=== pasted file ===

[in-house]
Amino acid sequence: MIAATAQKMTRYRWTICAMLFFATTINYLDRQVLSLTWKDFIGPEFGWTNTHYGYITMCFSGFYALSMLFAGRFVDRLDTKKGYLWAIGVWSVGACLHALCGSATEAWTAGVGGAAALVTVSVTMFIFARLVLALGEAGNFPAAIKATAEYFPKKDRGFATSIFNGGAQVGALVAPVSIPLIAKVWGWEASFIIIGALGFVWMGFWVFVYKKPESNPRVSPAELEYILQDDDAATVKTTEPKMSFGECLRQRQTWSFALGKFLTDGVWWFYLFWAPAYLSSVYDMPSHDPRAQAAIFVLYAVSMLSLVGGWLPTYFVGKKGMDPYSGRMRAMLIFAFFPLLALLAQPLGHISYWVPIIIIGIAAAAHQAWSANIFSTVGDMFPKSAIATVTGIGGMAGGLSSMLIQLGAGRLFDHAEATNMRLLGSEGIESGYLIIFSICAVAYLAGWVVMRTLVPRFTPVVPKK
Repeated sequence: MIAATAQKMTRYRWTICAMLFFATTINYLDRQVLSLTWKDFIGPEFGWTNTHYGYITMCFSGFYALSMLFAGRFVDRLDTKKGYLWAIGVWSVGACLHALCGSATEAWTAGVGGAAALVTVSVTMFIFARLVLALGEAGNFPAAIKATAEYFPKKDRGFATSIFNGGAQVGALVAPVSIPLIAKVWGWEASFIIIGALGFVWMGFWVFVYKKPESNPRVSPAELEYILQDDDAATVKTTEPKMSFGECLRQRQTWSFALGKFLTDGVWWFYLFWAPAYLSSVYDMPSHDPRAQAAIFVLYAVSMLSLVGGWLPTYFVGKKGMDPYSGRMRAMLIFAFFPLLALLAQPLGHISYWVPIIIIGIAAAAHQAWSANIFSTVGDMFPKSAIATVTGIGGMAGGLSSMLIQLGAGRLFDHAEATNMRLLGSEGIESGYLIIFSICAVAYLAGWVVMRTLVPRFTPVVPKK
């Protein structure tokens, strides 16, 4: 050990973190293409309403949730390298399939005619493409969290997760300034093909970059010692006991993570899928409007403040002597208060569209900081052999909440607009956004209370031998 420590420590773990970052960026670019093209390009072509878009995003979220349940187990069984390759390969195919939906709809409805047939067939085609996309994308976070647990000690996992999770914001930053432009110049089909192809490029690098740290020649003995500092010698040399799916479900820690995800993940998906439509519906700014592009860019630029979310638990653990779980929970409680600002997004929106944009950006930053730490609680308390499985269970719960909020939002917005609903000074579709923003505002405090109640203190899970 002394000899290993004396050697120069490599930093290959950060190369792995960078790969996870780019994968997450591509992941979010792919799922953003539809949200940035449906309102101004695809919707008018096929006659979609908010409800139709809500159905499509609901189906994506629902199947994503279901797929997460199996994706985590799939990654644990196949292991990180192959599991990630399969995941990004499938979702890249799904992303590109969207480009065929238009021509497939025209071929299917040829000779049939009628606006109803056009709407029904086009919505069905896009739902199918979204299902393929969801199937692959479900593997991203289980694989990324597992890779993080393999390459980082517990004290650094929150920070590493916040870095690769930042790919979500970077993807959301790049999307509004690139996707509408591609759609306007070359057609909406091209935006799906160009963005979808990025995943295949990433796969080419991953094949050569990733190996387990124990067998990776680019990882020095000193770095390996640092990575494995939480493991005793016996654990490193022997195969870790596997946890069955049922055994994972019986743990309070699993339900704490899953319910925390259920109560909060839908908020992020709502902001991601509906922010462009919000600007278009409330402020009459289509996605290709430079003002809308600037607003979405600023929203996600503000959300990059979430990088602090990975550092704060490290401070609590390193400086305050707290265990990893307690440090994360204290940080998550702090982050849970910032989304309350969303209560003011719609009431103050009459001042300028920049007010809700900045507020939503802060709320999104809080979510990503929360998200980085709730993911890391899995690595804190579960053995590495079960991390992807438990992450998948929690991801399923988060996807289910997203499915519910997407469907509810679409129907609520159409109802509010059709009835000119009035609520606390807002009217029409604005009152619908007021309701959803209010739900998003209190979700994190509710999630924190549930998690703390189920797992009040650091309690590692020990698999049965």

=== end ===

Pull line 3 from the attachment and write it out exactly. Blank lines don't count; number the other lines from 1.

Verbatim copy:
Repeated sequence: MIAATAQKMTRYRWTICAMLFFATTINYLDRQVLSLTWKDFIGPEFGWTNTHYGYITMCFSGFYALSMLFAGRFVDRLDTKKGYLWAIGVWSVGACLHALCGSATEAWTAGVGGAAALVTVSVTMFIFARLVLALGEAGNFPAAIKATAEYFPKKDRGFATSIFNGGAQVGALVAPVSIPLIAKVWGWEASFIIIGALGFVWMGFWVFVYKKPESNPRVSPAELEYILQDDDAATVKTTEPKMSFGECLRQRQTWSFALGKFLTDGVWWFYLFWAPAYLSSVYDMPSHDPRAQAAIFVLYAVSMLSLVGGWLPTYFVGKKGMDPYSGRMRAMLIFAFFPLLALLAQPLGHISYWVPIIIIGIAAAAHQAWSANIFSTVGDMFPKSAIATVTGIGGMAGGLSSMLIQLGAGRLFDHAEATNMRLLGSEGIESGYLIIFSICAVAYLAGWVVMRTLVPRFTPVVPKK